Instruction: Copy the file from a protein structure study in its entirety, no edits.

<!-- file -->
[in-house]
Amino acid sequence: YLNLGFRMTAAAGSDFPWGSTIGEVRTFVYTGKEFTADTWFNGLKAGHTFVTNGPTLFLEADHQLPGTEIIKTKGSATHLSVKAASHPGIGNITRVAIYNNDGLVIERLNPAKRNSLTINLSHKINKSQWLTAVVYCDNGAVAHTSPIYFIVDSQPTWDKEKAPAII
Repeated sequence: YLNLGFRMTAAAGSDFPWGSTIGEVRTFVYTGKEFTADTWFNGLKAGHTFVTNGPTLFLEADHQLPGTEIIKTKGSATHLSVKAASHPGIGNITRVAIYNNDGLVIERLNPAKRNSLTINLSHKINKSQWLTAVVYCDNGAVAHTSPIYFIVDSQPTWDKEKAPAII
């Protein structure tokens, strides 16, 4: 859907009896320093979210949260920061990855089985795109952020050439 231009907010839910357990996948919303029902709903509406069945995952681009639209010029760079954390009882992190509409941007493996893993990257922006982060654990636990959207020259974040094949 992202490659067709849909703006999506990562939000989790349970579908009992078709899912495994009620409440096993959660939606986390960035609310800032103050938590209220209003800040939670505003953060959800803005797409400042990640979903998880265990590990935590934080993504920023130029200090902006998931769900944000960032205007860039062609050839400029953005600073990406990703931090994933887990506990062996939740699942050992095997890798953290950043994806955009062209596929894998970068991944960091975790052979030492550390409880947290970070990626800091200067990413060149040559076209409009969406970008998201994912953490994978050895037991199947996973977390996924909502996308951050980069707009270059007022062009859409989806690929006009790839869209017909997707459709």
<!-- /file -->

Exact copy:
[in-house]
Amino acid sequence: YLNLGFRMTAAAGSDFPWGSTIGEVRTFVYTGKEFTADTWFNGLKAGHTFVTNGPTLFLEADHQLPGTEIIKTKGSATHLSVKAASHPGIGNITRVAIYNNDGLVIERLNPAKRNSLTINLSHKINKSQWLTAVVYCDNGAVAHTSPIYFIVDSQPTWDKEKAPAII
Repeated sequence: YLNLGFRMTAAAGSDFPWGSTIGEVRTFVYTGKEFTADTWFNGLKAGHTFVTNGPTLFLEADHQLPGTEIIKTKGSATHLSVKAASHPGIGNITRVAIYNNDGLVIERLNPAKRNSLTINLSHKINKSQWLTAVVYCDNGAVAHTSPIYFIVDSQPTWDKEKAPAII
């Protein structure tokens, strides 16, 4: 859907009896320093979210949260920061990855089985795109952020050439 231009907010839910357990996948919303029902709903509406069945995952681009639209010029760079954390009882992190509409941007493996893993990257922006982060654990636990959207020259974040094949 992202490659067709849909703006999506990562939000989790349970579908009992078709899912495994009620409440096993959660939606986390960035609310800032103050938590209220209003800040939670505003953060959800803005797409400042990640979903998880265990590990935590934080993504920023130029200090902006998931769900944000960032205007860039062609050839400029953005600073990406990703931090994933887990506990062996939740699942050992095997890798953290950043994806955009062209596929894998970068991944960091975790052979030492550390409880947290970070990626800091200067990413060149040559076209409009969406970008998201994912953490994978050895037991199947996973977390996924909502996308951050980069707009270059007022062009859409989806690929006009790839869209017909997707459709």